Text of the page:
*191The mortgagee is in common entitled to the possession of the mortgaged lands; but until he takes it legally, the possession of the mortgagor is not illegal, and his entry is not in itself a trespass. He is not therefore within the letter of the statute. Moreover, the expressed intent of the legislature is to visit punishment only upon those who cut trees upon the lands of another. .

In popular acceptation the mortgagor remains the owner of the land, and the popular belief is not far from legal accuracy.

It is common to say that the legal title vests in the mortgagee, but his interest is regarded as a title only for the purpose of enforcing his equities. It lacks many of the essentials of a title. He has no interest that can be sold on execution, and his widow does not take dower in his interest in the land, notwithstanding the statute makes every substantial interest in real estate subject to sale under execution, and the subject of dower. A power to sell is not necessarily a power to mortgage, nor is a power to mortgage a power to sell, and it is held that giving a mortgage upon land by one who has already conveyed his title by deed is not disposing of the land, within the meaning of a statute which made it a felony to make a fraudulent second sale. People v. Cox, 45 Cal., 342. Payment of the debt at its maturity destroys the estate, without a reconveyance or release by the mortgagee. Schearff v. Dodge, 33 Ark., 340. Equity always regards the mortgagor as the owner of the land, and the mortgagee as holding a security only for his debt; and a court of law, in a controversy between the mortgagor and a stranger to the mortgage, does not regard the mortgage as a conveyance. For example, in a suit by the mortgagor for possession, it is no answer for a stranger to say that the title is in another by virtue of the mortgage. “It is an affront to common sense,” said Lord Mansfield in Rex v. St. Michaels, 2 Doug., 632, “ to say the mortgagor is not the real owner.” If then, in popular and legal acceptation, the mortgagor is the owner of the land, there is no *192reason for attributing to the legislature the intent to punish him under the provision of the law referred to.

There is a limit upon his right, as against the mortgagee,, to cut trees growing upon the mortgaged premises, but the statute does not purport to punish waste as distinguished from trespass. A rational construction of the act does not require an expansion of its terms to meet that class of cases.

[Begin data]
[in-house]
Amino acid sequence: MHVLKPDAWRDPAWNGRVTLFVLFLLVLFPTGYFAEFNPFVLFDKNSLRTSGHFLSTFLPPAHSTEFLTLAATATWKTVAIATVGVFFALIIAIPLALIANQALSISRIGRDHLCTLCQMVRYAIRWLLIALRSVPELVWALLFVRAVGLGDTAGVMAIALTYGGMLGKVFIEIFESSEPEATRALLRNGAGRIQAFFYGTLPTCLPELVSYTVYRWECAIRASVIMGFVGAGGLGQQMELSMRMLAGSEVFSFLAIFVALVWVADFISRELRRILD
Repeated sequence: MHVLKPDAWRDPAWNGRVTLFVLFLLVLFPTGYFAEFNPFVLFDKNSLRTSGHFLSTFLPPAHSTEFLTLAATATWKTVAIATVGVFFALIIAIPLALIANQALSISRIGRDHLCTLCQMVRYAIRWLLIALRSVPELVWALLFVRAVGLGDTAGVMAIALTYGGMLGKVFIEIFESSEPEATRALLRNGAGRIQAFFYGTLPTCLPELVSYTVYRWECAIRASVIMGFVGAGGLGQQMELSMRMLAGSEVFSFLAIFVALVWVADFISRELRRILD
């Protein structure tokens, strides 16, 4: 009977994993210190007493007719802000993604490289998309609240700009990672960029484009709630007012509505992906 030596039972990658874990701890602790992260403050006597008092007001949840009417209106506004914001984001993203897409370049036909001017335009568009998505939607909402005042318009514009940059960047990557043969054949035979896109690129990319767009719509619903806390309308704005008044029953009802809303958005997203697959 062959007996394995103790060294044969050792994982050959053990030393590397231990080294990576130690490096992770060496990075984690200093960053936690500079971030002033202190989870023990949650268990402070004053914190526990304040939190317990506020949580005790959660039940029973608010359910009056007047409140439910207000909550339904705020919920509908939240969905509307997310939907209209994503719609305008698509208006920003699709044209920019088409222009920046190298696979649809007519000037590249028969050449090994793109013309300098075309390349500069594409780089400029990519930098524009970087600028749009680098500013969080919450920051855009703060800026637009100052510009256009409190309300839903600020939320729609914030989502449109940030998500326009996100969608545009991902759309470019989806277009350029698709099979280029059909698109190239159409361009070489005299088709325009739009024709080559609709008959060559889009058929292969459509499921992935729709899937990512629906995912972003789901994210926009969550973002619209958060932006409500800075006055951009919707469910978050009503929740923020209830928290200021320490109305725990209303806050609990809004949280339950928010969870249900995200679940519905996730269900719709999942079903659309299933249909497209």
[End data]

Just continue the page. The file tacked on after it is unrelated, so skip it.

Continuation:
3. illegal contract to sell mortgaged property. It is a statutory crime also to sell mortgaged property ^ t-v with intent to deiraud the mortgagee. Mansf. Dig., sec. 00 & ’ 1693, as amended by Acts 1885, p. 120. As the mortgage hen continues to bind the trees grown upon the land after they are severed from the soil, a sale of them made for the. purpose of defrauding the mortgagee would be in the face of the statute. A.contract for that purpose would therefore be void, and the courts would refuse to enforce it. O' Bryan v. Fitzpatrick, 48 Ark., 487.

But there was no evidence at the trial which conclusively stamps the transaction as a fraud upon the mortgagee. It was proved only that 1560 acres of land had been mortgaged to secure a debt of $2500. The value of the land without, the timber may have been so greatly in excess of the mortgage debt that no intent to defraud the mortgagee could be.presumed. The court was not asked to direct the jury to-consider the question of fraud; and there was no error in the refusal to charge, as requested, on the theory that the-contract contravened the other sections of the statute first cited above. But for the errors indicated it is ordered that the judgment be reversed, and the cause remanded for a. new trial.